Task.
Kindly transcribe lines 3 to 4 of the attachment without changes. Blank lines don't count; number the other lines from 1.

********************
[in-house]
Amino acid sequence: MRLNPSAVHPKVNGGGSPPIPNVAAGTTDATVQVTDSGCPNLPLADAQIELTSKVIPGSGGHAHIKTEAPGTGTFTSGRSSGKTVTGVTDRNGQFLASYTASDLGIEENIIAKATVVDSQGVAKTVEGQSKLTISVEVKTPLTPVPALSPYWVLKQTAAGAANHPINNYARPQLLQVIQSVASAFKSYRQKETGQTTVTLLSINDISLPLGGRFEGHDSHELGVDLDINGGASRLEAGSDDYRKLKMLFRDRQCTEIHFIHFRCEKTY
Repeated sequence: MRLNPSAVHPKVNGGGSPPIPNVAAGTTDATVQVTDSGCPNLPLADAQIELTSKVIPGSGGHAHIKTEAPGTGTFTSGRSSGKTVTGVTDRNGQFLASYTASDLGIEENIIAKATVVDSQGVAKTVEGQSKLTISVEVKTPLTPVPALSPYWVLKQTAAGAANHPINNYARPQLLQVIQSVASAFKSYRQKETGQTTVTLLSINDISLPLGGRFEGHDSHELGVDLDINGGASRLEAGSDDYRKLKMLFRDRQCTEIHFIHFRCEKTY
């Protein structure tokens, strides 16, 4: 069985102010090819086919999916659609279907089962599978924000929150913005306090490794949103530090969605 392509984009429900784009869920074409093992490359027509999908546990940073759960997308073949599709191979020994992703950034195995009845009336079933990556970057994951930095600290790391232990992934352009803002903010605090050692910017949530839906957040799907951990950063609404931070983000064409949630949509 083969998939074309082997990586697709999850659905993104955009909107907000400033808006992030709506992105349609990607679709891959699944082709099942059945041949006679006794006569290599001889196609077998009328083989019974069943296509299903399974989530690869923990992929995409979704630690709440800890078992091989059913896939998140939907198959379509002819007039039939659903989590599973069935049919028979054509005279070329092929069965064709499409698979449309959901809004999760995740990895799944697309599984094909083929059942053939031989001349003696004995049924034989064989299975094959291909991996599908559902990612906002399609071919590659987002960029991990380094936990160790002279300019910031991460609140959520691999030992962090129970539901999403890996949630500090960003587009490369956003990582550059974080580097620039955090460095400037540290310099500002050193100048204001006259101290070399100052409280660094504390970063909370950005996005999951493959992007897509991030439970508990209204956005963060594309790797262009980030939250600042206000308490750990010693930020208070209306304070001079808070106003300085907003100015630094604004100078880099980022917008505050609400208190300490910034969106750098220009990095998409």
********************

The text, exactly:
Repeated sequence: MRLNPSAVHPKVNGGGSPPIPNVAAGTTDATVQVTDSGCPNLPLADAQIELTSKVIPGSGGHAHIKTEAPGTGTFTSGRSSGKTVTGVTDRNGQFLASYTASDLGIEENIIAKATVVDSQGVAKTVEGQSKLTISVEVKTPLTPVPALSPYWVLKQTAAGAANHPINNYARPQLLQVIQSVASAFKSYRQKETGQTTVTLLSINDISLPLGGRFEGHDSHELGVDLDINGGASRLEAGSDDYRKLKMLFRDRQCTEIHFIHFRCEKTY
């Protein structure tokens, strides 16, 4: 069985102010090819086919999916659609279907089962599978924000929150913005306090490794949103530090969605 392509984009429900784009869920074409093992490359027509999908546990940073759960997308073949599709191979020994992703950034195995009845009336079933990556970057994951930095600290790391232990992934352009803002903010605090050692910017949530839906957040799907951990950063609404931070983000064409949630949509 083969998939074309082997990586697709999850659905993104955009909107907000400033808006992030709506992105349609990607679709891959699944082709099942059945041949006679006794006569290599001889196609077998009328083989019974069943296509299903399974989530690869923990992929995409979704630690709440800890078992091989059913896939998140939907198959379509002819007039039939659903989590599973069935049919028979054509005279070329092929069965064709499409698979449309959901809004999760995740990895799944697309599984094909083929059942053939031989001349003696004995049924034989064989299975094959291909991996599908559902990612906002399609071919590659987002960029991990380094936990160790002279300019910031991460609140959520691999030992962090129970539901999403890996949630500090960003587009490369956003990582550059974080580097620039955090460095400037540290310099500002050193100048204001006259101290070399100052409280660094504390970063909370950005996005999951493959992007897509991030439970508990209204956005963060594309790797262009980030939250600042206000308490750990010693930020208070209306304070001079808070106003300085907003100015630094604004100078880099980022917008505050609400208190300490910034969106750098220009990095998409």